Ovarian cancer screening

John R. van Nagell, Paul D. Depriest, Holly H. Gallion, Edward J. Pavlik

Research output: Contribution to journalArticlepeer-review

37 Scopus citations


Background. Despite advances in evaluation and treatment, ovarian cancer mortality has decreased minimally during the past two decades. Most patients have advanced‐stage disease at diagnosis, and the prognosis is poor. As a result, there has been increasing interest in the development of methods for the early detection of ovarian cancer. To benefit from screening, a disease should (1) be a significant cause of mortality, (2) have a high prevalence in the screened population, (3) have a preclinical phase that can be detected by screening, and (4) be amenable to therapy, such that the survival rate of patients with early‐stage disease is significantly higher than that of patients with advanced‐stage disease. Ovarian cancer fulfills all of these criteria. Methods. An optimal screening method should be safe, easy to do, time efficient, and acceptable to the patients being screened. Most importantly, it should have a high sensitivity and specificity. Results. Currently, the most effective screening methods for ovarian cancer are serum CA 125 levels and transvaginal sonography (TVS). In screening studies, the serum CA 125 level has had a reasonably high specificity but a low sensitivity. Currently, approximately 8000 asymptomatic women have been screened with TVS. Ten primary ovarian cancers were detected, and all were Stage I lesions. Patients whose tumors were detected by TVS all have been cured by conventional treatment. TVS screening has resulted in a significant reduction in stage at detection and in the case‐specific death rate from ovarian cancer. In these studies, TVS has had a high sensitivity but only a moderate specificity. CA 125 level, Doppler flow sonography, and the use of a morphology index are being evaluated as methods to increase the specificity of TVS. Conclusions. A large multiinstitutional study is indicated to determine if annual TVS screening will cause a significant decrease in site‐specific mortality from ovarian cancer.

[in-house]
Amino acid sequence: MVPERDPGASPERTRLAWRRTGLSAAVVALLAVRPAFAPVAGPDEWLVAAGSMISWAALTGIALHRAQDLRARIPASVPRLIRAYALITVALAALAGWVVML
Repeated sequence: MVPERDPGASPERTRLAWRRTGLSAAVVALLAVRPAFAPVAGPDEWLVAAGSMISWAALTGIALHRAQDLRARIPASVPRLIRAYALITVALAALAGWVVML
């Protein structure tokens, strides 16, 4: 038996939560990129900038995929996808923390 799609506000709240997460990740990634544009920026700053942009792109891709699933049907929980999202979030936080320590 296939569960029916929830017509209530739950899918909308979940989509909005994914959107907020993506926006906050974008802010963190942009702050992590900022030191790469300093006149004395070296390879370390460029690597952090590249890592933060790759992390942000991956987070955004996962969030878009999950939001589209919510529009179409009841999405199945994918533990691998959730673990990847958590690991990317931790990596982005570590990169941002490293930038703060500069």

Original languageEnglish
Pages (from-to)1523-1528
Number of pages6
Issue number4 S
StatePublished - Feb 15 1993


  • Doppler flow sonography
  • morphology index
  • ovarian cancer
  • screening
  • serum CA 125
  • transvaginal sonography

ASJC Scopus subject areas

  • Oncology
  • Cancer Research


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